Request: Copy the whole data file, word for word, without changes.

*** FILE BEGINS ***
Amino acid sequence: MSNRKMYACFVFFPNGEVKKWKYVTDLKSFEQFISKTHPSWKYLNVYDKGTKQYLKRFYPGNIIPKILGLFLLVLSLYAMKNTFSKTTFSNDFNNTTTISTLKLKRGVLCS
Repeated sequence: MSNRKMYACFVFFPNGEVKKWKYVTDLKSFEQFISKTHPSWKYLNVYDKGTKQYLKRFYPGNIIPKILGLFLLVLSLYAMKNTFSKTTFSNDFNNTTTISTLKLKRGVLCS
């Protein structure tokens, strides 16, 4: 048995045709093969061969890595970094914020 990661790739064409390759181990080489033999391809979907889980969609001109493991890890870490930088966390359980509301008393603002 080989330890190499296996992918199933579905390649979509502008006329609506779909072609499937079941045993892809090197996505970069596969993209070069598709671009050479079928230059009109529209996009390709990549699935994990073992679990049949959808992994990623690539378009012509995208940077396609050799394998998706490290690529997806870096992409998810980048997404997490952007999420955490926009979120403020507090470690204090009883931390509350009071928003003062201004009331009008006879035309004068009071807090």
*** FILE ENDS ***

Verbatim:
Amino acid sequence: MSNRKMYACFVFFPNGEVKKWKYVTDLKSFEQFISKTHPSWKYLNVYDKGTKQYLKRFYPGNIIPKILGLFLLVLSLYAMKNTFSKTTFSNDFNNTTTISTLKLKRGVLCS
Repeated sequence: MSNRKMYACFVFFPNGEVKKWKYVTDLKSFEQFISKTHPSWKYLNVYDKGTKQYLKRFYPGNIIPKILGLFLLVLSLYAMKNTFSKTTFSNDFNNTTTISTLKLKRGVLCS
């Protein structure tokens, strides 16, 4: 048995045709093969061969890595970094914020 990661790739064409390759181990080489033999391809979907889980969609001109493991890890870490930088966390359980509301008393603002 080989330890190499296996992918199933579905390649979509502008006329609506779909072609499937079941045993892809090197996505970069596969993209070069598709671009050479079928230059009109529209996009390709990549699935994990073992679990049949959808992994990623690539378009012509995208940077396609050799394998998706490290690529997806870096992409998810980048997404997490952007999420955490926009979120403020507090470690204090009883931390509350009071928003003062201004009331009008006879035309004068009071807090």